After rigging, the first task that is needed for most character work is a walk cycle, which is the (reasonably) simple task of setting up a basic looping animation of your figure walking, usually on the spot (the global positioning is done later).
There are many many tutorials on how to actually do the step-by-step bit of this but all they do is show you what buttons to hit and what order to keyframe your character. What is way more important is making things personal to you, so, with that in mind, let's look at some tips on how to do just that.
01. The rig
The key to success with any character animation is to have a good rig. This means a number of things but, most importantly, to make sure any Inverse and Forward Kinematics are working correctly before you start.
Making the knees and elbows rest position slightly bent can help hugely and is recommended by many. Secondly, make sure that your controllers are easy to access, either by clearly labelled nulls or using something like Cinema 4Ds Visual Selector (pictured above), which makes it a breeze to find exactly which controller you are looking for.
02. References are king
You can't animate properly without knowing how things move. Don't rely on intuition. What you think happens when somebody walks is probably a long way from the reality (at least until you have a lot of experience). So watch people, take notes and film yourself to gain a proper understanding of what's happening. Look beneath the surface too, as clothes and fat can mask what the joints are doing.
03. Learn from the best
To start with, your walk cycles will look dull and lifeless and you may feel uninspired to continue. But if that happens, there are ways you can learn to inject some life into things. Try looking at the rigs that ship with your 3D software. Seeing how other people build things is a great way to understand how to do things in your chosen app.
Better yet get a copy of The Animator's Survival Kit, by Richard Williams (opens in new tab). It's the best book on the subject, in my opinion, and will be a massive boost to your skills and understanding.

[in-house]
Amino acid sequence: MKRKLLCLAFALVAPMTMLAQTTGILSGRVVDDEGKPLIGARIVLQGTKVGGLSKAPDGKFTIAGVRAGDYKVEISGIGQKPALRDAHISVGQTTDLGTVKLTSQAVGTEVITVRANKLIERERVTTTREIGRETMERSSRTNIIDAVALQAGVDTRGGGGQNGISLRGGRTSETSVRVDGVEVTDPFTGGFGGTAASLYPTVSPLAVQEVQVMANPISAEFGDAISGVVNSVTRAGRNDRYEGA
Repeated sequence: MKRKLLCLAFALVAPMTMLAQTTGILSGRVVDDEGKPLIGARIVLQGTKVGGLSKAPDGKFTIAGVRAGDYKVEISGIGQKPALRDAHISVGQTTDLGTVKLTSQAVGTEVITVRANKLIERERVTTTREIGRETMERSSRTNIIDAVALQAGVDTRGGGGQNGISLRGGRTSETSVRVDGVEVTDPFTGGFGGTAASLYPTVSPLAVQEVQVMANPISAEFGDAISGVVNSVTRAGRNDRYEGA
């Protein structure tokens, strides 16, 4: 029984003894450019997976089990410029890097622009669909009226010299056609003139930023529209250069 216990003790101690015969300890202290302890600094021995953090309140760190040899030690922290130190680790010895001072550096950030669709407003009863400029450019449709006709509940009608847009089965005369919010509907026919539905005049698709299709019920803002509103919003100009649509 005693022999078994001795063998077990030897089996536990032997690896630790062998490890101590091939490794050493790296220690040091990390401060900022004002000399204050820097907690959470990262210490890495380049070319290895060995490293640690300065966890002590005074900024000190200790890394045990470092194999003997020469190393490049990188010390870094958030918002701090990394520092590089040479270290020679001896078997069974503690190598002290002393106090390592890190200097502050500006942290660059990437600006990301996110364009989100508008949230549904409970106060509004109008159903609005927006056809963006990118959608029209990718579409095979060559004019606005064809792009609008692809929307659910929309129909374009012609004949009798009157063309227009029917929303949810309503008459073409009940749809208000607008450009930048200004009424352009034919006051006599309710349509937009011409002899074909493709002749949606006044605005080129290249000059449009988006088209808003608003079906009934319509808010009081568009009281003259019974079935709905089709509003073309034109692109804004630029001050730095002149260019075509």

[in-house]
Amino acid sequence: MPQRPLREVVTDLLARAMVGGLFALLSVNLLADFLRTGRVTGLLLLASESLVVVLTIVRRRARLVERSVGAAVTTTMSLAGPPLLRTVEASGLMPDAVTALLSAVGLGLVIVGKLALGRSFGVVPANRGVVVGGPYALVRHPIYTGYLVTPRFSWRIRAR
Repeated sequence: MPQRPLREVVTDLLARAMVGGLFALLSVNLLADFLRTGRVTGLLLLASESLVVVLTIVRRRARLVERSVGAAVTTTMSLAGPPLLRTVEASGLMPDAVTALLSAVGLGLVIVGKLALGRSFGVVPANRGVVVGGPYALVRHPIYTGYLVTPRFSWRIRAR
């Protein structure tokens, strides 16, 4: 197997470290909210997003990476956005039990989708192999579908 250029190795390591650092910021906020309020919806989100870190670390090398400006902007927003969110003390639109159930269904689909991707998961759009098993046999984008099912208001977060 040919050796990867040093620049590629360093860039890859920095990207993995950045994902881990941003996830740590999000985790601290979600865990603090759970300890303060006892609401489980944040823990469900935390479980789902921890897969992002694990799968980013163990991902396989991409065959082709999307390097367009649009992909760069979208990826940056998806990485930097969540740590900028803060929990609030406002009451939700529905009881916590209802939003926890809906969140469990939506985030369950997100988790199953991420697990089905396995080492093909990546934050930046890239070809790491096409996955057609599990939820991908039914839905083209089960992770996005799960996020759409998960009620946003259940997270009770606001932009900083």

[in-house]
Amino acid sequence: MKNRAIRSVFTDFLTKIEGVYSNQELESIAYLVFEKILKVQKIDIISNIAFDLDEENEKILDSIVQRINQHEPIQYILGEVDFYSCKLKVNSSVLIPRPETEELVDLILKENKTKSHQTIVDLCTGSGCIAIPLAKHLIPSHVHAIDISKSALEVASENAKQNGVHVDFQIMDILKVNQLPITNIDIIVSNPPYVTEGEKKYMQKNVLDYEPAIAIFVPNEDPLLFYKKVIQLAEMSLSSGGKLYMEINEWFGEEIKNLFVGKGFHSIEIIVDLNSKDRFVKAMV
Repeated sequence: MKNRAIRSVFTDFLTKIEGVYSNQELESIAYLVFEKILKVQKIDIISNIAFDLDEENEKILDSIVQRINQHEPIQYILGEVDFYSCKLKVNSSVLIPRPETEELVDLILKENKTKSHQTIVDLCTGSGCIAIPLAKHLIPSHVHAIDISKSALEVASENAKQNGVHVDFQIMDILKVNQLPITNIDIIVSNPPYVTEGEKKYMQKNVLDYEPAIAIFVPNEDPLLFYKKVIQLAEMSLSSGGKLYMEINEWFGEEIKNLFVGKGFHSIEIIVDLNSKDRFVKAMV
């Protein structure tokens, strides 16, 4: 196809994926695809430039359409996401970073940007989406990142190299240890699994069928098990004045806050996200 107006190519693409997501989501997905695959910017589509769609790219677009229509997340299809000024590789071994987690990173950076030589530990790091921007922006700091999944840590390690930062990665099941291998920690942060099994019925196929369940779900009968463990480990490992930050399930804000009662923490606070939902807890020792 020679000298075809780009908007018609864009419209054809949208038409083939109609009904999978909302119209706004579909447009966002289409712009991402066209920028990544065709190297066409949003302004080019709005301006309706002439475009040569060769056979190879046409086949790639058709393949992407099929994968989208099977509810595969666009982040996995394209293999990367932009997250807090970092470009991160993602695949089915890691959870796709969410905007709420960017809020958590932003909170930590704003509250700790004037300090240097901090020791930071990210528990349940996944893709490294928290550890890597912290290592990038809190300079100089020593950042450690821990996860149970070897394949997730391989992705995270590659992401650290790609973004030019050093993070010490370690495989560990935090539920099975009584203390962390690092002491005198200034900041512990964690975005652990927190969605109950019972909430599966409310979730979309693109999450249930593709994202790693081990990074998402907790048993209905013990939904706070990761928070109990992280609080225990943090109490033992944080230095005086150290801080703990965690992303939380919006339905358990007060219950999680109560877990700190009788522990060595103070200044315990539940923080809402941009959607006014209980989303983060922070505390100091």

04. Keep things natural
Often, a new animator will make things too stiff and that's fairly easy to fix – but what you really need to think about is the way people move. What gives them an interesting walk and why? As we age things wear out, joint seize and we walk differently than we did in our youth. You need to account for these things in your animations to keep the viewers believing what they are watching.
Likewise an overweight person will carry themselves very differently from a skinny one, with slower stride and a different carriage, as they balance the additional weight. Even simply moving keyframes to less even spacing can help, but you need to think about why.
05. Balance and rotation
Make sure to look at the left/right balance and rotation. The easiest way to look at this is to watch somebody walk towards you. Concentrate on the hips and you will see that they move more than anything else in the skeleton.
Not only do the hip joints rotate but so does the pelvis. They both move and rotate together but also individually and it's the balance across body that will have most impact on your animation. Start here and, if it's right, the rest will follow.
Rob Redman is the creative director of Pariah Studios (opens in new tab), a boutique animation and post production house in the UK, working on film, vfx and animation.
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